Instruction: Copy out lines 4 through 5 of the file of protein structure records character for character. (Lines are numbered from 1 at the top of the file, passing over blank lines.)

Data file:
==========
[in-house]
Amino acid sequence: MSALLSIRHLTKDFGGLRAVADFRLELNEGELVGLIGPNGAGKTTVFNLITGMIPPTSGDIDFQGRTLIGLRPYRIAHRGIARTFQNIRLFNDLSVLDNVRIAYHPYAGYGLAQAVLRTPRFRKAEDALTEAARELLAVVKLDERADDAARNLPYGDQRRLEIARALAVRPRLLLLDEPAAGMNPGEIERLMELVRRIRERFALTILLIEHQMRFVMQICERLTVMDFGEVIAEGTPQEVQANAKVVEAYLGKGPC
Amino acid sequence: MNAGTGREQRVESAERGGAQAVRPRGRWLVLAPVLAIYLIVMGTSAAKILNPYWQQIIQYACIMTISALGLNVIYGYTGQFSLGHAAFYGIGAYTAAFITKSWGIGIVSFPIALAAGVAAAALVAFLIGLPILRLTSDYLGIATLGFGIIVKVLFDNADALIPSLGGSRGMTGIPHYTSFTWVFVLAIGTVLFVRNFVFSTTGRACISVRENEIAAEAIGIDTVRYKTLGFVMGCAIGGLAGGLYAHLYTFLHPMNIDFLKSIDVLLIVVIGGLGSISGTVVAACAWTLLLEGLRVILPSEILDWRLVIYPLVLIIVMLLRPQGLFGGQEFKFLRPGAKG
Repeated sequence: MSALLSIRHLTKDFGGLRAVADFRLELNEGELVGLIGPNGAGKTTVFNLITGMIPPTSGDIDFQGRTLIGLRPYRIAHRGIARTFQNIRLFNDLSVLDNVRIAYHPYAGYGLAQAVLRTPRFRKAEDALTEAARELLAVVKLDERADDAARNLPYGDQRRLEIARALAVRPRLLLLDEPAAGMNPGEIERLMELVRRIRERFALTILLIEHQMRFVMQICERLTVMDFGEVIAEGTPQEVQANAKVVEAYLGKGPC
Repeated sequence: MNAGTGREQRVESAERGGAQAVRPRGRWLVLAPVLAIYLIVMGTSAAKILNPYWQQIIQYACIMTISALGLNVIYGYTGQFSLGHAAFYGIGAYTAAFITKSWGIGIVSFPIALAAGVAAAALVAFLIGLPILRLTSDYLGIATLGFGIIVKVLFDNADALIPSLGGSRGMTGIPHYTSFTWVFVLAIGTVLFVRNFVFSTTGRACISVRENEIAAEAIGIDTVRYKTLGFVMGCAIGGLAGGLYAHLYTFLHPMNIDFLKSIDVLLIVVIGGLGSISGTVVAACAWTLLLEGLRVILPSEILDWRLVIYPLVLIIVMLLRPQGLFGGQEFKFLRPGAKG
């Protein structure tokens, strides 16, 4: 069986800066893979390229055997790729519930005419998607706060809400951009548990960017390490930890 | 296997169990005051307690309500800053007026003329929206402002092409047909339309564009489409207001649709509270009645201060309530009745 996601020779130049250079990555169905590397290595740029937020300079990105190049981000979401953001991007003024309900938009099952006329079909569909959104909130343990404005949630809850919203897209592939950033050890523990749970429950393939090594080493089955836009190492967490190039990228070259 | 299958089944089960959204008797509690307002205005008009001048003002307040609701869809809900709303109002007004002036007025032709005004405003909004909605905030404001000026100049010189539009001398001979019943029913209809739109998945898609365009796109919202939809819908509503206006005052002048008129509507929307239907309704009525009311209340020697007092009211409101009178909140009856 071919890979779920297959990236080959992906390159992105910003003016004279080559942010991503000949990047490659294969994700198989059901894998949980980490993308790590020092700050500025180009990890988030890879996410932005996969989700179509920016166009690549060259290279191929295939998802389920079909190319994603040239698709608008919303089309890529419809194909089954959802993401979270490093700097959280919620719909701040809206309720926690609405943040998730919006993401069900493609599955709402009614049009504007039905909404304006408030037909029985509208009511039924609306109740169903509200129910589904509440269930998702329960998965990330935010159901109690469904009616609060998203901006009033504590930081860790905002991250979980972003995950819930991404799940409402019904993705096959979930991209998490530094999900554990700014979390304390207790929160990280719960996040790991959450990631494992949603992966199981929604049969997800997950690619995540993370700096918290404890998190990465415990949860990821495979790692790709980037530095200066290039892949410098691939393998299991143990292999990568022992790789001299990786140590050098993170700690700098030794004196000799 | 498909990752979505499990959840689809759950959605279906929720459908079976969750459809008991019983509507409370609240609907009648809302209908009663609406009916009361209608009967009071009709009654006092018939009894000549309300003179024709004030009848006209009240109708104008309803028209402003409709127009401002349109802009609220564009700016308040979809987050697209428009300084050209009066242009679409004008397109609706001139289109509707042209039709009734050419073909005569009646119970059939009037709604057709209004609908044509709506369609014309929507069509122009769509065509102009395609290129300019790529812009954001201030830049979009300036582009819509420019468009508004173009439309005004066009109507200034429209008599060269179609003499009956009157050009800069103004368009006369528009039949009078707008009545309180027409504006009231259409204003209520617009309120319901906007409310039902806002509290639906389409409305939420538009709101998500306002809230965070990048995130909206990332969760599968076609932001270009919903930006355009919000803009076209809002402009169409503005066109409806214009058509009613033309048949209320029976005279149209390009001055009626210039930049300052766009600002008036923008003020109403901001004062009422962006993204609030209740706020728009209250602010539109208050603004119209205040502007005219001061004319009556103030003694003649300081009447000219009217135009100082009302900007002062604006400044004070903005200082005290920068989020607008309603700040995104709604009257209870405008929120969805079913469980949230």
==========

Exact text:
Repeated sequence: MSALLSIRHLTKDFGGLRAVADFRLELNEGELVGLIGPNGAGKTTVFNLITGMIPPTSGDIDFQGRTLIGLRPYRIAHRGIARTFQNIRLFNDLSVLDNVRIAYHPYAGYGLAQAVLRTPRFRKAEDALTEAARELLAVVKLDERADDAARNLPYGDQRRLEIARALAVRPRLLLLDEPAAGMNPGEIERLMELVRRIRERFALTILLIEHQMRFVMQICERLTVMDFGEVIAEGTPQEVQANAKVVEAYLGKGPC
Repeated sequence: MNAGTGREQRVESAERGGAQAVRPRGRWLVLAPVLAIYLIVMGTSAAKILNPYWQQIIQYACIMTISALGLNVIYGYTGQFSLGHAAFYGIGAYTAAFITKSWGIGIVSFPIALAAGVAAAALVAFLIGLPILRLTSDYLGIATLGFGIIVKVLFDNADALIPSLGGSRGMTGIPHYTSFTWVFVLAIGTVLFVRNFVFSTTGRACISVRENEIAAEAIGIDTVRYKTLGFVMGCAIGGLAGGLYAHLYTFLHPMNIDFLKSIDVLLIVVIGGLGSISGTVVAACAWTLLLEGLRVILPSEILDWRLVIYPLVLIIVMLLRPQGLFGGQEFKFLRPGAKG